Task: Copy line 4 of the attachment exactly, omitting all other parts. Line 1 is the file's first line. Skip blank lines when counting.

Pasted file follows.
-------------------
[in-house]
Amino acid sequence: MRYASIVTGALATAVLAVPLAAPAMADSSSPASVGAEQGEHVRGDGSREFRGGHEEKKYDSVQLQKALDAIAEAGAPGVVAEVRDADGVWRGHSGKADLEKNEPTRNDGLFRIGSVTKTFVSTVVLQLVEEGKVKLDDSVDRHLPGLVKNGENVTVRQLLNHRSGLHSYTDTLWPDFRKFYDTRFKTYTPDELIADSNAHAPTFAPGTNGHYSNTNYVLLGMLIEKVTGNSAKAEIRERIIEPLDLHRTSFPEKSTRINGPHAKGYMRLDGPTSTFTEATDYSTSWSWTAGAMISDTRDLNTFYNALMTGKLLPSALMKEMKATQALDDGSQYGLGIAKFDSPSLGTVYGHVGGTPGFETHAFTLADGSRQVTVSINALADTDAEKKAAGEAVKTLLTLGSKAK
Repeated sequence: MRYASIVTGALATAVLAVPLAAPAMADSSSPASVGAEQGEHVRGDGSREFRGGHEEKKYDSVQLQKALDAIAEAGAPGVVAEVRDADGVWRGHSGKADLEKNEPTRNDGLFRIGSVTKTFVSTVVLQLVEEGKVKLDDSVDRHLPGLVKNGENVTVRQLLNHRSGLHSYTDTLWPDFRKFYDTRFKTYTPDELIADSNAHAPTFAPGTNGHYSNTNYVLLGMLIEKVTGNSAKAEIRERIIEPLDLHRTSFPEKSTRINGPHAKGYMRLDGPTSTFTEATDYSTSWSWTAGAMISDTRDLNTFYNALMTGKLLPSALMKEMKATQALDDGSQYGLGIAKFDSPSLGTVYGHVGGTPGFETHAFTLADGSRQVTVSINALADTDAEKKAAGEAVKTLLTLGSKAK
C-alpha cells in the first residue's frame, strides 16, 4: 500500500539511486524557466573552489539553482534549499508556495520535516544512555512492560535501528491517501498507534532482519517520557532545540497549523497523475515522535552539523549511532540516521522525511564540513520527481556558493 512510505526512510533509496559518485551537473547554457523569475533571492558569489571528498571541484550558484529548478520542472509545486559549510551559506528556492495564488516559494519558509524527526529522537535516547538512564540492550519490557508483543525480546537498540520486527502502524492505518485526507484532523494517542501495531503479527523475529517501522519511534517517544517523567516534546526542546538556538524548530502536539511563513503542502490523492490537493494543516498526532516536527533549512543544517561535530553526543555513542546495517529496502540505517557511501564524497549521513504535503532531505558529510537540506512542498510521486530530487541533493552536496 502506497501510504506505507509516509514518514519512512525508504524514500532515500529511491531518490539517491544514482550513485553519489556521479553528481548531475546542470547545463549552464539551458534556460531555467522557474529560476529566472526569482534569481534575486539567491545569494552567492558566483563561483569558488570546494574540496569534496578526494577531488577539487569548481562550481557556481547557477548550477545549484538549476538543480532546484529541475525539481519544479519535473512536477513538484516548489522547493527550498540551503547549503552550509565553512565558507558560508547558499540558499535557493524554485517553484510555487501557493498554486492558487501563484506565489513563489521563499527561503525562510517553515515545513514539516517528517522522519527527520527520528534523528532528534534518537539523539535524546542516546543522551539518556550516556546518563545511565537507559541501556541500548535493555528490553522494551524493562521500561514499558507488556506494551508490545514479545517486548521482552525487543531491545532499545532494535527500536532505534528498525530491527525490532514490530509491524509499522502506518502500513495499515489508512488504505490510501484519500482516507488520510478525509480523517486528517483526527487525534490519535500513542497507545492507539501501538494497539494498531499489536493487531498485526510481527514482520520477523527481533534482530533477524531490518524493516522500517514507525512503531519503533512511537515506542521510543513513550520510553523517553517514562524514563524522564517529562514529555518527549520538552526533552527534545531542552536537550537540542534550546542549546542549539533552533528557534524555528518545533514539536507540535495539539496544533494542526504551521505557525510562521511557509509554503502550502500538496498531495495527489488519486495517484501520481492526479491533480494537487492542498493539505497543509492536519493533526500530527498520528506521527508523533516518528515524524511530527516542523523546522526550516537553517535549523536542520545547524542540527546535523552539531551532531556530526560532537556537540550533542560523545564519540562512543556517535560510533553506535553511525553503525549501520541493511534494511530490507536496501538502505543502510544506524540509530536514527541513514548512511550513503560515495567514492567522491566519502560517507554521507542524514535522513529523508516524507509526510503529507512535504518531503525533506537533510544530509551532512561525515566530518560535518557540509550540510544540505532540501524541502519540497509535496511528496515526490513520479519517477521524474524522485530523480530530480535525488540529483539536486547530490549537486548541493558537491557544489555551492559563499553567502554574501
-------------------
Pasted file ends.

C-alpha cells in the first residue's frame, strides 16, 4: 500500500539511486524557466573552489539553482534549499508556495520535516544512555512492560535501528491517501498507534532482519517520557532545540497549523497523475515522535552539523549511532540516521522525511564540513520527481556558493 512510505526512510533509496559518485551537473547554457523569475533571492558569489571528498571541484550558484529548478520542472509545486559549510551559506528556492495564488516559494519558509524527526529522537535516547538512564540492550519490557508483543525480546537498540520486527502502524492505518485526507484532523494517542501495531503479527523475529517501522519511534517517544517523567516534546526542546538556538524548530502536539511563513503542502490523492490537493494543516498526532516536527533549512543544517561535530553526543555513542546495517529496502540505517557511501564524497549521513504535503532531505558529510537540506512542498510521486530530487541533493552536496 502506497501510504506505507509516509514518514519512512525508504524514500532515500529511491531518490539517491544514482550513485553519489556521479553528481548531475546542470547545463549552464539551458534556460531555467522557474529560476529566472526569482534569481534575486539567491545569494552567492558566483563561483569558488570546494574540496569534496578526494577531488577539487569548481562550481557556481547557477548550477545549484538549476538543480532546484529541475525539481519544479519535473512536477513538484516548489522547493527550498540551503547549503552550509565553512565558507558560508547558499540558499535557493524554485517553484510555487501557493498554486492558487501563484506565489513563489521563499527561503525562510517553515515545513514539516517528517522522519527527520527520528534523528532528534534518537539523539535524546542516546543522551539518556550516556546518563545511565537507559541501556541500548535493555528490553522494551524493562521500561514499558507488556506494551508490545514479545517486548521482552525487543531491545532499545532494535527500536532505534528498525530491527525490532514490530509491524509499522502506518502500513495499515489508512488504505490510501484519500482516507488520510478525509480523517486528517483526527487525534490519535500513542497507545492507539501501538494497539494498531499489536493487531498485526510481527514482520520477523527481533534482530533477524531490518524493516522500517514507525512503531519503533512511537515506542521510543513513550520510553523517553517514562524514563524522564517529562514529555518527549520538552526533552527534545531542552536537550537540542534550546542549546542549539533552533528557534524555528518545533514539536507540535495539539496544533494542526504551521505557525510562521511557509509554503502550502500538496498531495495527489488519486495517484501520481492526479491533480494537487492542498493539505497543509492536519493533526500530527498520528506521527508523533516518528515524524511530527516542523523546522526550516537553517535549523536542520545547524542540527546535523552539531551532531556530526560532537556537540550533542560523545564519540562512543556517535560510533553506535553511525553503525549501520541493511534494511530490507536496501538502505543502510544506524540509530536514527541513514548512511550513503560515495567514492567522491566519502560517507554521507542524514535522513529523508516524507509526510503529507512535504518531503525533506537533510544530509551532512561525515566530518560535518557540509550540510544540505532540501524541502519540497509535496511528496515526490513520479519517477521524474524522485530523480530530480535525488540529483539536486547530490549537486548541493558537491557544489555551492559563499553567502554574501